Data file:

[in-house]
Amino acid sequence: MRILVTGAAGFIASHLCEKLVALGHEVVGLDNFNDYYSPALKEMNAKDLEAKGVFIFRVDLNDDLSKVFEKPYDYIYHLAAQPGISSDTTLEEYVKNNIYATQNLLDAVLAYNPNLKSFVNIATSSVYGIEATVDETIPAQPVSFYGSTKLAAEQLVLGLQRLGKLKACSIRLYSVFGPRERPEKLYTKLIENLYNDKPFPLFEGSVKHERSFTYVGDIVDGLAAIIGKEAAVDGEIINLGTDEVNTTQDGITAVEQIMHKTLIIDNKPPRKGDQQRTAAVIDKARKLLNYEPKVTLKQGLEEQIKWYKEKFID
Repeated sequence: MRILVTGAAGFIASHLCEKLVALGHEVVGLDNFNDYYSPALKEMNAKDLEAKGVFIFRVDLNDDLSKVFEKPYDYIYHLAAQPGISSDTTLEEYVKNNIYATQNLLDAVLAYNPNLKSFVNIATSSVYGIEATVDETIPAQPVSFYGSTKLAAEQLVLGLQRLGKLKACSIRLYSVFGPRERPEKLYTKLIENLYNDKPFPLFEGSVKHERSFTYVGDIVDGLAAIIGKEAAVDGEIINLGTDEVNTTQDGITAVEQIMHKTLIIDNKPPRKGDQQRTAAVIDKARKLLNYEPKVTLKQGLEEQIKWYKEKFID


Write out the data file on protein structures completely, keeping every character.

[in-house]
Amino acid sequence: MRILVTGAAGFIASHLCEKLVALGHEVVGLDNFNDYYSPALKEMNAKDLEAKGVFIFRVDLNDDLSKVFEKPYDYIYHLAAQPGISSDTTLEEYVKNNIYATQNLLDAVLAYNPNLKSFVNIATSSVYGIEATVDETIPAQPVSFYGSTKLAAEQLVLGLQRLGKLKACSIRLYSVFGPRERPEKLYTKLIENLYNDKPFPLFEGSVKHERSFTYVGDIVDGLAAIIGKEAAVDGEIINLGTDEVNTTQDGITAVEQIMHKTLIIDNKPPRKGDQQRTAAVIDKARKLLNYEPKVTLKQGLEEQIKWYKEKFID
Repeated sequence: MRILVTGAAGFIASHLCEKLVALGHEVVGLDNFNDYYSPALKEMNAKDLEAKGVFIFRVDLNDDLSKVFEKPYDYIYHLAAQPGISSDTTLEEYVKNNIYATQNLLDAVLAYNPNLKSFVNIATSSVYGIEATVDETIPAQPVSFYGSTKLAAEQLVLGLQRLGKLKACSIRLYSVFGPRERPEKLYTKLIENLYNDKPFPLFEGSVKHERSFTYVGDIVDGLAAIIGKEAAVDGEIINLGTDEVNTTQDGITAVEQIMHKTLIIDNKPPRKGDQQRTAAVIDKARKLLNYEPKVTLKQGLEEQIKWYKEKFID